Two people have been hospitalized.
Cases have been reported in Arkansas (1), Georgia (2), Illinois (1), Massachusetts (1), Missouri (1), Ohio (1), North Carolina (1), New York (1), South Carolina (1), Texas (2), Virginia (1), and Washington (1).
According to the FDA, five out of five outbreak victims who were interviewed reported consuming peanut butter prior to becoming ill. Four of the five specifically mentioned Jif peanut butter.
Although the FDA has not yet found the outbreak strain in a finished product sample, the agency reports that a strain of Salmonella recovered from an environmental sample collected at the Jif Lexington, Kentucky, production plant twelve years ago (in 2010) is a genetic match for the Salmonella strain recovered from victims in this current outbreak.
This archival culture, combined with the information from outbreak victims who had consumed Jif peanut butter, catalyzed a voluntary recall on the part of The J.M. Smucker Co., the manufacturer of the Jif family of products.
The recall includes lot codes from 1274425 to 2140425, but only for lot codes that end in “425,” which is the identifier code for the Lexington, Kentucky production plant. Recalled products were distributed nationwide in the United States.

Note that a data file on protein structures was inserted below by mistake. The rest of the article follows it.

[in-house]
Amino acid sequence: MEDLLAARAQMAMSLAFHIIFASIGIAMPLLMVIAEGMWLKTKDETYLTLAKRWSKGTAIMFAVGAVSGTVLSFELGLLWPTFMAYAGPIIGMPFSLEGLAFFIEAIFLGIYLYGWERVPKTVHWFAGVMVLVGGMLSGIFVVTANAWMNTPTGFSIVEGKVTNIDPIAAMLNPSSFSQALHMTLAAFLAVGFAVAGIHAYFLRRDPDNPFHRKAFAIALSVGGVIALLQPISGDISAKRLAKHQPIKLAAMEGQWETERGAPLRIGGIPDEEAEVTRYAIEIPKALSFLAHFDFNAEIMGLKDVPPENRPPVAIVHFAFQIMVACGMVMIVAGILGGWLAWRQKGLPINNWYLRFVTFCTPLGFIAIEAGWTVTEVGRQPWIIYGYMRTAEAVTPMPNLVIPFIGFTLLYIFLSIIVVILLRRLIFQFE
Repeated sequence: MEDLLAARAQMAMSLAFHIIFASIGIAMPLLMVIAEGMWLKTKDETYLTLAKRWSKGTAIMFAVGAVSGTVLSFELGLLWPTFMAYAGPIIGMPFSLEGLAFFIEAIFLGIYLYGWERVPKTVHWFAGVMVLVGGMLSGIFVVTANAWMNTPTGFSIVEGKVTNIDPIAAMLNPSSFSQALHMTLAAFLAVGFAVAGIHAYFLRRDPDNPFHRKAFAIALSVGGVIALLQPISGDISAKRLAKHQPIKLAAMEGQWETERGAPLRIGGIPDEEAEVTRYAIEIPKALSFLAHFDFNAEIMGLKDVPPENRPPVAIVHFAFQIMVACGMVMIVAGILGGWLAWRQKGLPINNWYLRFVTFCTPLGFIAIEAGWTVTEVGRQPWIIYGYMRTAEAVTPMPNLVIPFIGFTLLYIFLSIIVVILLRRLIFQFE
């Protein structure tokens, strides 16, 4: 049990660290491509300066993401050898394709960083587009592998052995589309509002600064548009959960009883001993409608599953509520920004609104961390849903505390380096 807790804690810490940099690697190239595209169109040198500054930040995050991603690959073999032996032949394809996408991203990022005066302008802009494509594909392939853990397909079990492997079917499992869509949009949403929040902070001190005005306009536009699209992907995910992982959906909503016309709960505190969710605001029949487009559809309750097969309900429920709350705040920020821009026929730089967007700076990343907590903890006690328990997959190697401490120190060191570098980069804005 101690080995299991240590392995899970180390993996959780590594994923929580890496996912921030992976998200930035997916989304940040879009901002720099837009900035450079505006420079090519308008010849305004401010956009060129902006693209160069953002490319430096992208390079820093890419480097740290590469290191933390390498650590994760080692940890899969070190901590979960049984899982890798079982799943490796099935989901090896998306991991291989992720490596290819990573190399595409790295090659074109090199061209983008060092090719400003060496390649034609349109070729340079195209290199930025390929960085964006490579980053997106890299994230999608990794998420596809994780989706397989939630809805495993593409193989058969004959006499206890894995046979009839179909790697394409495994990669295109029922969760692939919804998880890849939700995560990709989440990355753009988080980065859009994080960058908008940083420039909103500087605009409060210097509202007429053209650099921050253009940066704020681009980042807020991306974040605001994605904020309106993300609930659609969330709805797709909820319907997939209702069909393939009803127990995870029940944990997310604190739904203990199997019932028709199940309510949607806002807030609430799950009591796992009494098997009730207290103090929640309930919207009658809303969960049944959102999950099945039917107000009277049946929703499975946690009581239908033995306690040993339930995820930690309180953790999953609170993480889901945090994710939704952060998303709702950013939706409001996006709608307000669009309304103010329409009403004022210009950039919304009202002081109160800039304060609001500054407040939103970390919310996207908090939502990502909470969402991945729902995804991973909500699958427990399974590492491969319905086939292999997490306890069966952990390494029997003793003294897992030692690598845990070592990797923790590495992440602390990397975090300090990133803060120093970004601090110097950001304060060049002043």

For a complete list of affected products, please refer to the J.M. Smucker recall notice.
As the recalled products have a two-year shelf life, the FDA urges consumers to check their pantries and discard or return any of the products included in the recall.
The lot code can be found near the bottom of the product label, directly below the BEST IF USED BY date, as illustrated here.
- Consumers, restaurants, and retailers should not eat, sell, or serve any recalled Jif brand peanut butter that have lot code numbers 1274425 through 2140425. This product has a two-year shelf life so consumers should check any Jif peanut butter in their home.
- If you have used the recalled Jif brand peanut butter that have lot code numbers 1274425 through 2140425, you should wash and sanitize surfaces and utensils that could have touched the peanut butter.
- If you or someone in your household ate this peanut butter and have symptoms of salmonellosis, please contact your healthcare provider.
Read more about Salmonella in peanut butter in TAINTED. From Farm Gate to Dinner Plate, Fifty Years of Food Safety Failures, now available in digital, print and audiobook editions.